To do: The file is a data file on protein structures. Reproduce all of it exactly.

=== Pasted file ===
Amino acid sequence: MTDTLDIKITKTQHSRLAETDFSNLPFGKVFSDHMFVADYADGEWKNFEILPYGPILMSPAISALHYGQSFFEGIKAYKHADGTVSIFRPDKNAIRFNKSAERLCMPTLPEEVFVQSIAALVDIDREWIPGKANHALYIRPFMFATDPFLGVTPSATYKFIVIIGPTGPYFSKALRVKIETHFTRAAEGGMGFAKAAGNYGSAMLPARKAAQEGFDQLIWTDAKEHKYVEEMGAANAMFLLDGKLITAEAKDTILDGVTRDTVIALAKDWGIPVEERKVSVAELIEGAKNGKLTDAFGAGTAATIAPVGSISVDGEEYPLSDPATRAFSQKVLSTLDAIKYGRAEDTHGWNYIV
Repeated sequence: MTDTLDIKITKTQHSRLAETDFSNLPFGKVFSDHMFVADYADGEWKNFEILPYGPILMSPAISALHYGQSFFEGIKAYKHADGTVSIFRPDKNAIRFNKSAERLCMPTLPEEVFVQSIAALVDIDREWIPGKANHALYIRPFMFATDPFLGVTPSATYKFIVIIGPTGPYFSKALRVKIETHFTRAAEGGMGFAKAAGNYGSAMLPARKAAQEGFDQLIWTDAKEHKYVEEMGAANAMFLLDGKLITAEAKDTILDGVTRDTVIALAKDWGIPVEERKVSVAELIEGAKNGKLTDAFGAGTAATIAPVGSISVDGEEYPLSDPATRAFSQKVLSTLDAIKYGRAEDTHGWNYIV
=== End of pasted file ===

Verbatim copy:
Amino acid sequence: MTDTLDIKITKTQHSRLAETDFSNLPFGKVFSDHMFVADYADGEWKNFEILPYGPILMSPAISALHYGQSFFEGIKAYKHADGTVSIFRPDKNAIRFNKSAERLCMPTLPEEVFVQSIAALVDIDREWIPGKANHALYIRPFMFATDPFLGVTPSATYKFIVIIGPTGPYFSKALRVKIETHFTRAAEGGMGFAKAAGNYGSAMLPARKAAQEGFDQLIWTDAKEHKYVEEMGAANAMFLLDGKLITAEAKDTILDGVTRDTVIALAKDWGIPVEERKVSVAELIEGAKNGKLTDAFGAGTAATIAPVGSISVDGEEYPLSDPATRAFSQKVLSTLDAIKYGRAEDTHGWNYIV
Repeated sequence: MTDTLDIKITKTQHSRLAETDFSNLPFGKVFSDHMFVADYADGEWKNFEILPYGPILMSPAISALHYGQSFFEGIKAYKHADGTVSIFRPDKNAIRFNKSAERLCMPTLPEEVFVQSIAALVDIDREWIPGKANHALYIRPFMFATDPFLGVTPSATYKFIVIIGPTGPYFSKALRVKIETHFTRAAEGGMGFAKAAGNYGSAMLPARKAAQEGFDQLIWTDAKEHKYVEEMGAANAMFLLDGKLITAEAKDTILDGVTRDTVIALAKDWGIPVEERKVSVAELIEGAKNGKLTDAFGAGTAATIAPVGSISVDGEEYPLSDPATRAFSQKVLSTLDAIKYGRAEDTHGWNYIV